Rbn3

Lincoln Edwards.JPG

Morton Jackson Edwards.JPG

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A bit more on T.O. Edwards from The History of Dubuque County, Iowa, Containing a History of the County, Its Cities, Towns, &C., Biographical Sketches of Citizens, War Record of Its Volunteers in the Late Rebellion ... General and Local Statistics. Chicago: Western historical company, 1880.

His daughter married Gen (?) William Hyde Clark. 

The definition of "such injuries" would probably include court-martial. It seems half the officer Corps was under arrest at Shiloh at a critical time. Much of this seems to have revolved around the use of ardent spirits. Maybe alcohol explains Edwards' checkered career, characterized.

T O Edwards son in law Gen Wm Hyde Clarke.JPG

T O Edwards bio p784 Hist Dubuque.JPG

 

T O Edwards MD.JPG

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Dr. Edwards returned "home" to Lancaster, Ohio after "leaving" the 3rd Iowa. He did not return to Dubuque. However he and his two sons had gone to Pike's Peak in 1860 but without success. It is a long story only tangentially related to Shiloh, but Edwards was an adversary of Asa Horr in Dubuque in a professional kerfuffle that also involved Dr. Patrick Gregg of Shiloh fame. Edwards "entire time and attention" ran out in mid-April 1862.

He ran a pharmacy in Cincinnati in the early 1850's and drug addiction is an occupational hazard for both doctors and pharmacists. The allusions to an opiate problem does not seem at all impossible given his erratic behavior - "other stimulants" have also been mentioned (which usually is a euphemism for alcohol).

He rushed to aid of his fellow congressman former President Adams when the latter collapse from a stroke on the House floor. Some have written that he and Lincoln were pallbearers. Lincoln was on the committee for arrangements but I do not find confirmation that he was a pallbearer, though Calhoun and Benton were. see: https://uschs.wordpress.com/tag/death-and-funeral/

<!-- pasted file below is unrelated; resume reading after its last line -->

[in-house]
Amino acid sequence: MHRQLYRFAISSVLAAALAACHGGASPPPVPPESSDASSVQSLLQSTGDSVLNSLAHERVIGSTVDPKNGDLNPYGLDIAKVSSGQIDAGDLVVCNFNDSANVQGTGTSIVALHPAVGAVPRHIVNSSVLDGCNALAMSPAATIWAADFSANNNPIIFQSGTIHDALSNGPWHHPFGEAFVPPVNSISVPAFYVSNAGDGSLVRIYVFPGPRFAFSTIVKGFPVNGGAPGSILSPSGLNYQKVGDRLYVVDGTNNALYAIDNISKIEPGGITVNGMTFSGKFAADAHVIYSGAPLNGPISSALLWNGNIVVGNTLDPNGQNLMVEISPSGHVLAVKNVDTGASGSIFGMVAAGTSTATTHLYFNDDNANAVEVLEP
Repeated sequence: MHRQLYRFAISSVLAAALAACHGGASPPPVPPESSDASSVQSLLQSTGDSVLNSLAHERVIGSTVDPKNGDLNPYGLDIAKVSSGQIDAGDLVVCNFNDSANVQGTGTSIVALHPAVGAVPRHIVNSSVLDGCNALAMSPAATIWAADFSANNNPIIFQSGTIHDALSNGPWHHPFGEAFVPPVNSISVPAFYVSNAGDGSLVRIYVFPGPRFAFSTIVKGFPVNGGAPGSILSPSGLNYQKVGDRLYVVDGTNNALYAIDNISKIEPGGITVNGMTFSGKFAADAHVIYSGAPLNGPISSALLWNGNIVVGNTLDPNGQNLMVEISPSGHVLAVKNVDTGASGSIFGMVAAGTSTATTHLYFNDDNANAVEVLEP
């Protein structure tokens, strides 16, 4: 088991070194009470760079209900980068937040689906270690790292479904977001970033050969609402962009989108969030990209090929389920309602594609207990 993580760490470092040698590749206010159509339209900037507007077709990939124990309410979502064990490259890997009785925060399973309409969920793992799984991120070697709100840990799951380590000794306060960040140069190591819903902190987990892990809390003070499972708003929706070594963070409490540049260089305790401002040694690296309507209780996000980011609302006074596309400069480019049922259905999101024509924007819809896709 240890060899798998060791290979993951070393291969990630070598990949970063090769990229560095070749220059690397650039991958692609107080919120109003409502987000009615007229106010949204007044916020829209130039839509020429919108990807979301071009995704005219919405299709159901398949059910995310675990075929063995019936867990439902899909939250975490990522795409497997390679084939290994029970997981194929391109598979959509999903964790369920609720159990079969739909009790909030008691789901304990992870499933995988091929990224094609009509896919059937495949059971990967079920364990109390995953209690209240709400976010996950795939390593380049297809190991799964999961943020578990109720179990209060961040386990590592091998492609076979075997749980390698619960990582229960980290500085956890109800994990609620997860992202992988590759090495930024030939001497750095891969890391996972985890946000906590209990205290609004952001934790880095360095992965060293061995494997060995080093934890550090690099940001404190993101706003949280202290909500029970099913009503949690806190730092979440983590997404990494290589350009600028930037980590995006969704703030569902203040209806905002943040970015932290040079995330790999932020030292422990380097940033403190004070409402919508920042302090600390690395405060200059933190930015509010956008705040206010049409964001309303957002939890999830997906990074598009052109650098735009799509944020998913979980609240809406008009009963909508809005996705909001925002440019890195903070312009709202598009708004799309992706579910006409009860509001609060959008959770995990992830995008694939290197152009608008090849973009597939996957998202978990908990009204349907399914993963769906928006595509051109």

Edwards wrote to U.S. Grant about Andrew Johnson. I'm pretty sure Grant did not remember him!

The Papers of Ulysses S. Grant January 1-September 30, 1867 Edwards to Garnt.JPG

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Ha! - I'm at  my dad's this week, and this morning I told him about these 2 cool books that I ordered last night ... he pointed over to one of his bookcases and showed me one of them (Tarnished Eagles).

 

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I have bought second copies of books all on my own because I forgot I had it or couldn't find it. No better way to find the original than to buy another one - never fails. Lowry has published about 20 books, some of them appear to me to be just retitled reprints. OTOH he and his wife scoured the NA's for material that we mere mortals could not access without moving to Washington. 

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Teaser on old Tom O....

A complex man who inspired his allies and infuriated his adversaries...what is expected in the Age of Jackson. I have not yet decided how to judge him but he is a more sympathetic character than the Col Williams supporters portray him. Still, Ophelia Amigh did not like him and she was an excellent judge of character.

Tom O Edwards Biography 1,2.pdf